# Model 4a - Message Exchange & Waiting Queues

## Goals of this lesson

• Understand how communication between pools affect the simulation

## How-to

Model 4a simulates a simple communication between two processes.

Figure 1. Model 4a - Message Exchange / IYOPRO-Link

### Parametrization

• The Inter-arrival Time of the upper process is represented by a Normal Distribution with

• a mean value of 1 TU

• and a standard deviation of 0.75.

• The lower process has a constant Inter-arrival Time of 1 TU

### Explanation

So, sometimes the upper process will be started earlier and sometimes later than the constant (lower) process and the message will be sent to either an already started and waiting or a not yet existing process instance. This leads us to two different possibilities:

1. The lower process has to wait for the message to be sent.

2. The message waits for the lower process instance to be created and the upper process continues instantly.

 In addition you can add a Transport Delay for each message flow under Optional Properties, which is also represented by a stochastic distribution.

## Report

See below for the run configuration, which we set up to receive the report statistics from below.

### Run configuration

• Stochastic Seed: 12345

• Simulation start date: 1/1/2014 12:00:00 a.m.

• Simulation stop time: 240

• Simulation stop time unit: Hours

### Report statistics

• This fairly simple model introduces you to the concept of message exchange between pools

• Actually, both processes in the model should be completed in 1 hour

• Remember that we set up constant distribution with a value of 1 for both tasks' duration

• This is true for the top pool, which sends the message

• But the bottom pool comes with a very big processing time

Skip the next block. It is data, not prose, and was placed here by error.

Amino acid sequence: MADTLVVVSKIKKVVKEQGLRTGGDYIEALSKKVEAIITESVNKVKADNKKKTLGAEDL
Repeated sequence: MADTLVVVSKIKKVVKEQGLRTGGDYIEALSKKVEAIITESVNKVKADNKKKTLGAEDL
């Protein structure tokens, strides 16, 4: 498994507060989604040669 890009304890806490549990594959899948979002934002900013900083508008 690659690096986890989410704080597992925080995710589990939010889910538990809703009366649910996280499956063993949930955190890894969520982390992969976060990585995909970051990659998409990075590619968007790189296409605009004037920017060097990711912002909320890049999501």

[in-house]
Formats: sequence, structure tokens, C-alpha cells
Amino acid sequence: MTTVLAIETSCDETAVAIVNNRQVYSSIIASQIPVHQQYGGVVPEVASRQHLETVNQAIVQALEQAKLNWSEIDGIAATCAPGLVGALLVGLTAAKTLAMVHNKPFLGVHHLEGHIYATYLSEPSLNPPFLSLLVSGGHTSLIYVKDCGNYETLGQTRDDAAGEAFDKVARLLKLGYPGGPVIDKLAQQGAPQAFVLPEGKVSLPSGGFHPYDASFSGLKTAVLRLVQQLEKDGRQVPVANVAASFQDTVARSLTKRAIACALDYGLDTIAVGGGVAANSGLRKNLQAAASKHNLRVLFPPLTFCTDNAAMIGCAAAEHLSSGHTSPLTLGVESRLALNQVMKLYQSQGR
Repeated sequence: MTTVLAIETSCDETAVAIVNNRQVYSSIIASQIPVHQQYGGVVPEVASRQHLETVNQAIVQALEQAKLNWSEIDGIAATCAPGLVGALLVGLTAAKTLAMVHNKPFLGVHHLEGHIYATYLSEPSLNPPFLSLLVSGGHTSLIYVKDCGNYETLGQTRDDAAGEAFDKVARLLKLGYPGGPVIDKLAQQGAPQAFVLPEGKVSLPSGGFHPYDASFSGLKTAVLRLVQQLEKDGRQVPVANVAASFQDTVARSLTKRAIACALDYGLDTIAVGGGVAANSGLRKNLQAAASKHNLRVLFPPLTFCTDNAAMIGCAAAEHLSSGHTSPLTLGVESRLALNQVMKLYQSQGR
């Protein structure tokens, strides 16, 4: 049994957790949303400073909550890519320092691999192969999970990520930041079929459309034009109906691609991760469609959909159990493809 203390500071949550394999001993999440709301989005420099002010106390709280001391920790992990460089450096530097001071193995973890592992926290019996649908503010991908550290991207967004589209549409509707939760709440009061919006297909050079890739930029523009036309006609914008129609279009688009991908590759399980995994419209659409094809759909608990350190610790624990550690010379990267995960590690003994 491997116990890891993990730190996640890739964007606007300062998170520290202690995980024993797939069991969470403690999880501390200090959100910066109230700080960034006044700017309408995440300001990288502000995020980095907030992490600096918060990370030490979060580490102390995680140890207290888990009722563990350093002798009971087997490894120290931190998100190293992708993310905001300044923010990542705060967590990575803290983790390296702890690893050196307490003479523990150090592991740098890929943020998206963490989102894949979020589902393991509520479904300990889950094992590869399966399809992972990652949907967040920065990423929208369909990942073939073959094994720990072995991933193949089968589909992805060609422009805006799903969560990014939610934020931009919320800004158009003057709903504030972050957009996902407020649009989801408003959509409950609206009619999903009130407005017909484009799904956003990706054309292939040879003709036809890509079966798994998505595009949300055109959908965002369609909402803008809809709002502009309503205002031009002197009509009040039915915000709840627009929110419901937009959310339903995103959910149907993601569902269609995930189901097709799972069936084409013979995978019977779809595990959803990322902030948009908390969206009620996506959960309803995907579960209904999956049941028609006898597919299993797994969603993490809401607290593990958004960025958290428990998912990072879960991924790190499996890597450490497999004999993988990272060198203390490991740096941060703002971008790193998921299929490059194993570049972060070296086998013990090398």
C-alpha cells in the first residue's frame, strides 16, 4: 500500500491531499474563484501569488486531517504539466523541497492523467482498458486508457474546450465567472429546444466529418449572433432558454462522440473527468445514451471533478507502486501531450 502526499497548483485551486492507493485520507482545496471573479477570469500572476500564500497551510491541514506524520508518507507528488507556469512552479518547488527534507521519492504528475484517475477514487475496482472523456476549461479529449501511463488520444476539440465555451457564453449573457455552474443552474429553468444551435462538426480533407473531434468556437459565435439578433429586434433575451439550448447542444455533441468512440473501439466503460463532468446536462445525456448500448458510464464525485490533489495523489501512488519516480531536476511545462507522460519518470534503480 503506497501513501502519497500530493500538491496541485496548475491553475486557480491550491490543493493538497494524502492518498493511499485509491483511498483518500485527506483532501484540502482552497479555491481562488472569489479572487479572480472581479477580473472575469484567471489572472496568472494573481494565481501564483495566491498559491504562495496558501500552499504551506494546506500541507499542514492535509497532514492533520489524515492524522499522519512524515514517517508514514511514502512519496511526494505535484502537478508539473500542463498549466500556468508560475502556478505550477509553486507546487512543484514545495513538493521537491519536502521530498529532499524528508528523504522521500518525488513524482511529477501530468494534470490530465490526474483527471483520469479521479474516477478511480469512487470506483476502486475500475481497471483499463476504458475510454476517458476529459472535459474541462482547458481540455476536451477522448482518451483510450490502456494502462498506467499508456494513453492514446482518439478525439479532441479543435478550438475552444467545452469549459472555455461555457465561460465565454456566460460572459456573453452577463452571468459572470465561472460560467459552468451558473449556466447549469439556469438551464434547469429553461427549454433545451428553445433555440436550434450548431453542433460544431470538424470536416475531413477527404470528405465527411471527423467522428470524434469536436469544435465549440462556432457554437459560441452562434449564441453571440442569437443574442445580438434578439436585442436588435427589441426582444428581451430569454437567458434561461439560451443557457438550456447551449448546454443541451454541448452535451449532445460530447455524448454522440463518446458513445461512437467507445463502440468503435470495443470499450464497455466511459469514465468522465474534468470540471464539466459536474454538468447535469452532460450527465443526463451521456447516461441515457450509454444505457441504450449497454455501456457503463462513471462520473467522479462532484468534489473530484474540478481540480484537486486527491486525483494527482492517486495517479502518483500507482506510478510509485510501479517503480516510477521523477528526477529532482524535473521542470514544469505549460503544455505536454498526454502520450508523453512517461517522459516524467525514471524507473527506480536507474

• How is that even possible?

Figure 2. Histogram of the process cycle times
Figure 3. The process cycle times

#### Explanation

• The trivial answer is: Because the top pool sends a message to the bottom pool.

• Though the answer is right, you might have some trouble accepting it

• And you are right!

• The bottom pool’s processing time is not only dependent on the fact, that the upper pool sends a message to it

• It is also important that both pools' start events contain different distributions for their inter-arrival time

• The top pool’s start event has a Normal Distribution set with a mean of 1 and a standard deviation of 0.75

• The bottom pool’s start event has a Constant Distribution set with a value of 1

• This means that the bottom pool’s process instance either has to wait for a message or that the message is already available

• Have a look at Figure 5, specifically at the inter-arrival time of the start event "Start Sender"

• You will notice, that its mean value is 1 hour, 8 minutes and 9 seconds

• It is slightly higher than the constant inter-arrival time of the bottom pool’s start event

• So, the bottom pool’s process instances have to wait 8 minutes and 9 seconds for a message receipt (on average)

• This waiting time accumulates to the already known value of the bottom pool’s processing time.

Figure 4. The activity details

#### Queues

• Check out the activities' "Queues" statistics depicted in Figure 4

• You will discover that the message queue (messages waiting to get fetched by any process instance) is under-worked

• There are nor current messages in the queue (Qnow)

• There are 186 Zeros

• The maximum number of waiting elements is 4

• On the contrary the process queue (process instances waiting for a message) is quite busy

• There are currently 28 process instances waiting for a message (Qnow)

• And there are no messages to pick up (see above)

• There almost 10 process instances waiting for message at the same time on average (Qavg)

• There are only 25 Zeros

• These queue statistics help you to prove or disprove your assumptions on the inefficiency of processes

Figure 5. The inter-arrival times of events